Arab World English Journal (AWEJ) Volume.7 Number.1 March 2016                                          Pp.358 – 369

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The Effect of EFL Large classes on Yarmouk University Students’ Achievement 

Manar M. Asqalan
Language Center
Yarmouk University, Irbid-Jordan




The primary goal of this research is to determine the effect of large classes on students’ achievement at Yarmouk University. The research addresses two questions: What is the effect of class size on Yarmouk University students’ achievement in the English language (101)? Is there are any statistically significant differences between the large and small group treatment on the achievement test?  Large class is defined in this paper as a class of more than 45 students. The researcher used a grammar test as the study instrument. The questions were designed based on the grammar curriculum. The subjects of the study were Yarmouk University EFL students who were learning English as a university requirement. Two classes taught by the researcher, one composed of 45 students and the other of 103 students, took the test. The results revealed a relationship between performance and class size. The experimental group (the smaller class) performed better on the test than the control group (the large class). The results of this study highlight to educators the effect of large class on students’ achievement. Also, this may help in developing a curriculum that caters for large classes. In addition, this may draw the attention of university administrators to limit student numbers in English classes. Finally, this study may encourage the government to increase the university budget which would increase the number of classes.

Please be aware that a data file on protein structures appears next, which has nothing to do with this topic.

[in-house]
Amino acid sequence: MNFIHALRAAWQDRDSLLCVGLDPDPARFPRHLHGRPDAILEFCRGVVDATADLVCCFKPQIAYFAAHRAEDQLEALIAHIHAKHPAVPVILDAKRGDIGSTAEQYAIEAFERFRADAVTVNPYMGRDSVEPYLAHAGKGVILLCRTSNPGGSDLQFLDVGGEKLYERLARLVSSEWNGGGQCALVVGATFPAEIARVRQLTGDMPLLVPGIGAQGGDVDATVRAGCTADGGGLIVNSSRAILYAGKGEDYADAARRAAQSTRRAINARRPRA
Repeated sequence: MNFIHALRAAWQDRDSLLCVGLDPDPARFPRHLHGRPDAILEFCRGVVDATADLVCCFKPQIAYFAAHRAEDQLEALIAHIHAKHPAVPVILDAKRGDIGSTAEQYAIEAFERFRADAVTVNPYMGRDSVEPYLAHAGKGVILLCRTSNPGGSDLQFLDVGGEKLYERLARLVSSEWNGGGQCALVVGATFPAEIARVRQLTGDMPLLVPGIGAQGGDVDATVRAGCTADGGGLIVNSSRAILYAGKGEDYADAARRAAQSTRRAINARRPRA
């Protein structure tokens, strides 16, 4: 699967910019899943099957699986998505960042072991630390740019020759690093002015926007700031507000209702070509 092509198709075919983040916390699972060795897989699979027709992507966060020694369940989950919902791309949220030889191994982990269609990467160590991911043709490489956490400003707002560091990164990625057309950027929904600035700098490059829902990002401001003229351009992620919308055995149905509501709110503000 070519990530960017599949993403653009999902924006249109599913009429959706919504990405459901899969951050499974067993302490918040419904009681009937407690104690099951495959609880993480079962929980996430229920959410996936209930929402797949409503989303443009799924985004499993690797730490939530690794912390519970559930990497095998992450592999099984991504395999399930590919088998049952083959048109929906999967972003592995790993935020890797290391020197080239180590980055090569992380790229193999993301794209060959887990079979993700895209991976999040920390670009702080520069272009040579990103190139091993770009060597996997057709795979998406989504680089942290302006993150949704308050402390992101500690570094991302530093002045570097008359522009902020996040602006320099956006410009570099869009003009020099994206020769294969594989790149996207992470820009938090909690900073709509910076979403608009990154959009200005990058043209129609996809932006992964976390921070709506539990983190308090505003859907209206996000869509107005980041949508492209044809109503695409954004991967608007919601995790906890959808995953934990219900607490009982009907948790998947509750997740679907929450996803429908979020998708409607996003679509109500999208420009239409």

Keywords; achievement, EFL, Jordan, large class, university education

Cite as: Asqalan, M. M.  ( 2017). The Effect of EFL Large classes on Yarmouk University Students’ Achievement. Arab World English Journal, 8 (1).


Manar M. Asqalan is an instructor at Yarmouk University, Irbid, Jordan where she has been
teaching courses in English as a second language to undergraduate students for fifteen years. She
has a master’s degree in translation. She is interested in research on major issues concerning
English as a second language.